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HARLEM GLOBETROTTERS

The Harlem Globetrotters were created by Abe Saperstein in 1927 in Chicago, Illinois. The team adopted the name "Harlem" because it represented the African-American community. The team was originally composed of the best black players in the U.S. since they were barred from playing in the leading professional leagues. They combined ability and an entertaining "comedic" routine to become perhaps the most famous basketball team of all time. Over the years it has toured more than 100 countries and played more than 20,000 exhibition games, mostly against deliberately ineffective opponents like the "Washington Generals" (1953-1995) and the New York Nationals (1995-present).

Much of the Globetrotter routine was based on comedy and featured incredible ball handling of one or more basketballs, such as spinning balls on their fingertips, passing or juggling balls between players, and making unusual and difficult shots. They became famous for their opening warm-up ball handling done to the whistling version of the popular "Sweet Georgia Brown".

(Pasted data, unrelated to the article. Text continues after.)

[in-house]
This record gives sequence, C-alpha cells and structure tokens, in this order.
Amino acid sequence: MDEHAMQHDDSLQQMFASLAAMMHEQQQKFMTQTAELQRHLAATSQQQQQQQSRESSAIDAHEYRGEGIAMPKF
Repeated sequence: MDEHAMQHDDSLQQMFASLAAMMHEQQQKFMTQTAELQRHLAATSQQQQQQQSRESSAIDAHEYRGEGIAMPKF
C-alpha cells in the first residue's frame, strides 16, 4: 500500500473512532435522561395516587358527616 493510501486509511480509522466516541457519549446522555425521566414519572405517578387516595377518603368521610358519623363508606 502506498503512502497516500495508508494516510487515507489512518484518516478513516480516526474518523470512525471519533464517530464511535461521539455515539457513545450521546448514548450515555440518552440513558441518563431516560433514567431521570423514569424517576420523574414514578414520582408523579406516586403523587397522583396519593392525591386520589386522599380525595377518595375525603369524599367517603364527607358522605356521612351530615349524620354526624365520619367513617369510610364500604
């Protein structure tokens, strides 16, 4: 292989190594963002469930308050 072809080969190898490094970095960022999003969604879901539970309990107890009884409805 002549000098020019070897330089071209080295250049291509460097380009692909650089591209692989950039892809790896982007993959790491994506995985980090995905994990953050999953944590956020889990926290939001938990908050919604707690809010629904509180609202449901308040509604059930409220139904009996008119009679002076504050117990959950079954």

Among their most famous players are Marques Haynes, George "Meadowlark" Lemon, Fred "Curly" Neal (a literally fantastic dribbler) and Reece "Goose" Tatum. Wilt "The Stilt" Chamberlain, Connie "The Hawk" Hawkins and Nat "Sweetwater" Clifton enjoyed brief Globetrotter careers before going on to the NBA.

The Globetrotters signed their first female player, Olympic golf medalist Lynette Woodard, in 1985.

Metromedia controlled the team during the 1970s and 1980s and featured the team in numerous television series and specials.

Former Globetrotter Mannie Jackson purchased the team in 1993 and revived the team's fortunes. The team visited Pope John Paul II at the Vatican in 2000 and named the Pontiff an Honorary Harlem Globetrotter.

The teams longest winning streak was 8,829 games and now has totalled more than 22,000 victories.

In 2002 the team was inducted into the Naismith Basketball Hall of Fame.